Texas State students bring roller derby to San Marcos
Last Friday, Sept. 2, a young woman wearing a T-shirt and athletic shorts roamed the Quad holding a clipboard while she yelled an invitation at passers-by: “ARE YOU A BAD ASS!?”
So goes the recruiting message of the newly formed women’s roller derby team in San Marcos. And it’s working remarkably well.
Casi Moss, a sophomore at Texas State and a communication design major, is one of the students at the forefront of the recruiting efforts. Moss designed a poster that can be seen on walls and bulletin boards around San Marcos advertising the roller derby with a pin-up cowgirl.
“It started as just a student club, but a lot of local residents were interested, so we decided to try and make it a community organization that is open to everyone,” Moss said.
The team has recruited around 20 local women, many of whom are Texas State students.
“It’s kicking off faster than we anticipated,” Moss said. “We are ready to get things started.”
Roller derby is an extreme sport for women characterized by rough competition and dramatic athletic personas. Competitors create alter egos, complete with flashy uniforms, trademark moves, and noms de guerre like “Smackie Robinson” and “Clob Dylan.”
During competitions, referred to as bouts, racers roller skate around a flat track and earn points by lapping their opponents. Of course, the easiest opponent to lap is one who is lying on the track. While there are rules that prohibit tripping, punching and head butting, roller derby gets its rough-and-tumble reputation because of the hard-hitting nature of the sport.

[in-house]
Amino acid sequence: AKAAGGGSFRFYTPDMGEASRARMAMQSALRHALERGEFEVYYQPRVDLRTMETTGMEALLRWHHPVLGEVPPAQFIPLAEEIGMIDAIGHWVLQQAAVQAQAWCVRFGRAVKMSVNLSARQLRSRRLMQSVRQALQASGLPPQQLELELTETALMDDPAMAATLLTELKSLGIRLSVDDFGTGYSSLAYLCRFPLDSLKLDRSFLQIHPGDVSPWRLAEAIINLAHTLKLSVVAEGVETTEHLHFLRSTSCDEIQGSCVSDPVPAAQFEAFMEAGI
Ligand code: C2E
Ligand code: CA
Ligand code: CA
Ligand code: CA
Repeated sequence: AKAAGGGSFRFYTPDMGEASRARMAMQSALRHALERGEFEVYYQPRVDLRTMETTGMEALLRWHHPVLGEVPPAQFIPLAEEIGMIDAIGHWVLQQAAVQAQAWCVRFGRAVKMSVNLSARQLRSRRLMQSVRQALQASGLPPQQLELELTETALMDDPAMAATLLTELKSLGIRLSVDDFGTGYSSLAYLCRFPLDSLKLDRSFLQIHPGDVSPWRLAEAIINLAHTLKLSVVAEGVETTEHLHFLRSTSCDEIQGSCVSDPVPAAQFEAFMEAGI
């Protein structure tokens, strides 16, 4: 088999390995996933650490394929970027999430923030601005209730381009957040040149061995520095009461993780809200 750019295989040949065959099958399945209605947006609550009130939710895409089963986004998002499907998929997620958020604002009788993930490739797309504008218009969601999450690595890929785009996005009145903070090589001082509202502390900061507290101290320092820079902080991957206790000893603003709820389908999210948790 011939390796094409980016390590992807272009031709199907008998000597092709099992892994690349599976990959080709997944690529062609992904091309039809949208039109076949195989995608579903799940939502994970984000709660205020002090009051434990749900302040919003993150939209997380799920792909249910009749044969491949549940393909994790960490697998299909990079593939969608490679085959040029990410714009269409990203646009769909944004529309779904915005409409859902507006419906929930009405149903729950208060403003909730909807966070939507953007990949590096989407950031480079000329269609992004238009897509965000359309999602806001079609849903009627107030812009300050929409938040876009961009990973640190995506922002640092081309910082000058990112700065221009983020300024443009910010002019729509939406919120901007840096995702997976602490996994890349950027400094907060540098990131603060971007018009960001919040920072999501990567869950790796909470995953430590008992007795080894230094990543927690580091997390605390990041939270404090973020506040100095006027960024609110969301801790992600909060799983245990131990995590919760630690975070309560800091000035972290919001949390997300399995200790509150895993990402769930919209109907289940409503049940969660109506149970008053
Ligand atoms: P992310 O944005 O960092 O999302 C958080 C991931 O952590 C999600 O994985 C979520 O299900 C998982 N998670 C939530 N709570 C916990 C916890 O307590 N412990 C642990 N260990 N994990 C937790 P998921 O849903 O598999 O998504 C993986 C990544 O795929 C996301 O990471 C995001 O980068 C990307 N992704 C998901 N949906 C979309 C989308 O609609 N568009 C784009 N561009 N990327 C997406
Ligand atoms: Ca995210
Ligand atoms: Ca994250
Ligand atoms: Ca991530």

Moss and team organizers Ashley Taylor, a senior majoring in theater education, and Kenzie Moss, a sophomore also majoring in communication design, have created a Facebook group page for San Marcos Roller Derby. To find out more about the team or to sign up, send a message to one of the organizers through Facebook or email firstname.lastname@example.org.
Those interested in participating in roller derby should have medical insurance, quad roller skates, a helmet, a mouth guard and protective pads. At this time there is no cost to join, but that could change in the future. In order to hold sanctioned bouts, the San Marcos team is seeking acceptance by the Women’s Flat Track Derby Association (WFTDA), which requires annual dues.
The team is still in the process of securing practice and competition facilities, but Moss thinks the team will hold practices in San Marcos and participate in bouts with the Austin league. Once enough women have joined to form several teams, San Marcos could form its own roller derby league.
So why should you consider stepping out for roller derby?
“It’s a great way to make some friends and be part of a team,” Moss said, “as well as keeping in shape and kicking ass.”